Originally Posted by kydc View Post
Most conservative states are red red red in the history of elected officials. With conservative values, what causes Kentuckians to vote blue at the state level, even before the current governor. Is it a union thing?
Kentucky's legislative branch is still solidly red. The governor's races are mostly due to just plain bad candidates that don't have any appeal besides the R beside their name.

I would watch Bowling Green and perhaps parts of the 3 northern KY counties in the future as areas that may turn at least consistently purple, and for Lexington to go from purple/light blue to a darker blue but not as blue as Louisville. Henderson may go back and forth between purple and light to moderate red. Everyone else will stay the same with Louisville staying blue overall and rural Kentucky staying red to crimson especially at the federal level.
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Old 07-18-2020, 08:11 PM
 
482 posts, read 212,796 times
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Quote:
Originally Posted by kydc View Post
Do you feel KY has a shift coming in the future, such as VA or is KY more rooted in their conservative beliefs? I know historically blue doesn't necessarily mean liberal politics of today so still trying to get my mind around all of it. Thank you for your reply.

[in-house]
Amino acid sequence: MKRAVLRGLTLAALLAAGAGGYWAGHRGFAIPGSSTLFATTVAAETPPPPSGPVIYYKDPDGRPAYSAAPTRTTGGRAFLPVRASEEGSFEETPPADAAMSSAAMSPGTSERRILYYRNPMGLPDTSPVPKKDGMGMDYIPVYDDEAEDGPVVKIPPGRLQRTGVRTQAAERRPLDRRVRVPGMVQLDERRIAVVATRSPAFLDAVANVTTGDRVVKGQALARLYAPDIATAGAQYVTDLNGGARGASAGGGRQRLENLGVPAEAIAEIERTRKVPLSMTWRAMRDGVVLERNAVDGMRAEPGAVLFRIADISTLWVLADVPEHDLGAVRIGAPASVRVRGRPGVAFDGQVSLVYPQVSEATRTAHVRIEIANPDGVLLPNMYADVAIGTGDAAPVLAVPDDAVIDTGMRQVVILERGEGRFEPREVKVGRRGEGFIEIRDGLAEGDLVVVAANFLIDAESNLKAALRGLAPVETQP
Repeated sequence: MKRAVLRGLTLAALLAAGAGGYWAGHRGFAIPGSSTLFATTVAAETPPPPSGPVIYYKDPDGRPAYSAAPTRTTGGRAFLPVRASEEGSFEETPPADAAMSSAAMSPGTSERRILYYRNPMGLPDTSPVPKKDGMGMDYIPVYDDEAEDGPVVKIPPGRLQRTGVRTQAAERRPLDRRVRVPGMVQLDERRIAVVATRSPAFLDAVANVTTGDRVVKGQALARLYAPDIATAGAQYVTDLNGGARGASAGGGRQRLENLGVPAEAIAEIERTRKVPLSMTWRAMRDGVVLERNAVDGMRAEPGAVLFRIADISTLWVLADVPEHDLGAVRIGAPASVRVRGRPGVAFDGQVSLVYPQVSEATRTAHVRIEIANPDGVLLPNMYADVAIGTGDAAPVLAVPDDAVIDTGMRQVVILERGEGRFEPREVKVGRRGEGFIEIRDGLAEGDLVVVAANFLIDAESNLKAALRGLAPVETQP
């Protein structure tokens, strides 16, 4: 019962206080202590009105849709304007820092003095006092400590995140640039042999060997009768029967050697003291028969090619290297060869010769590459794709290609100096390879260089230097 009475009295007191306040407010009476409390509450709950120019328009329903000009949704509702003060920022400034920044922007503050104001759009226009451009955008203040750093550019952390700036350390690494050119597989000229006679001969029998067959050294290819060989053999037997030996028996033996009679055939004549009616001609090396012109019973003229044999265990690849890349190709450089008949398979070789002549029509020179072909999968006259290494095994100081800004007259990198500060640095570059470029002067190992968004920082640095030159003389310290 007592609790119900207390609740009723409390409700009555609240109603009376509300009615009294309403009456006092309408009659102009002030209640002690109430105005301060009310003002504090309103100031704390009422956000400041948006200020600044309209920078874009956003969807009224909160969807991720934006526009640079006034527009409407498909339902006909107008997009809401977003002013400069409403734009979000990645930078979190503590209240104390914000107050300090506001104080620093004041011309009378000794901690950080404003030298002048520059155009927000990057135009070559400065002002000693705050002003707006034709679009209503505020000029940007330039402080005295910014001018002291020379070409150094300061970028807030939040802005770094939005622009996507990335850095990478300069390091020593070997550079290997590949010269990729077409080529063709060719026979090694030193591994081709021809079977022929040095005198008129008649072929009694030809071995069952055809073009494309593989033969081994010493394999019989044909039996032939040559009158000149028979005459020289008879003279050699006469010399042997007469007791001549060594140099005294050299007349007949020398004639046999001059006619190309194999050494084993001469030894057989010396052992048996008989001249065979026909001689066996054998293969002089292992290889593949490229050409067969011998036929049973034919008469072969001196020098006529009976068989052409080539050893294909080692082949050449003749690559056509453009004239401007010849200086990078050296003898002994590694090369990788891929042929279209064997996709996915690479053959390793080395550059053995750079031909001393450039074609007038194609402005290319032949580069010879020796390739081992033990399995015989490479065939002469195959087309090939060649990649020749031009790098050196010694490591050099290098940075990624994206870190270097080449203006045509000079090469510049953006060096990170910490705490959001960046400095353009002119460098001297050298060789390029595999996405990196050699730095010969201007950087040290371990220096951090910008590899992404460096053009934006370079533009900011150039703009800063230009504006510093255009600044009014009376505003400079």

VA is a solidly Conservative state, overall. The issue is those who live in NOVA (Northern VA). This has become the most populated part of the state & is heavily reliant on DC and her Federal jobs (libs know who butter their bread....). A HUGE influx of immigrants to the area has also served to bolster the ranks of the blue. Add in allies in the black communities in Richmond and the Tidewater, and you see the reason for the shift.

To view a map of the counties that vote red vs blue and you would see that VA is covered in red.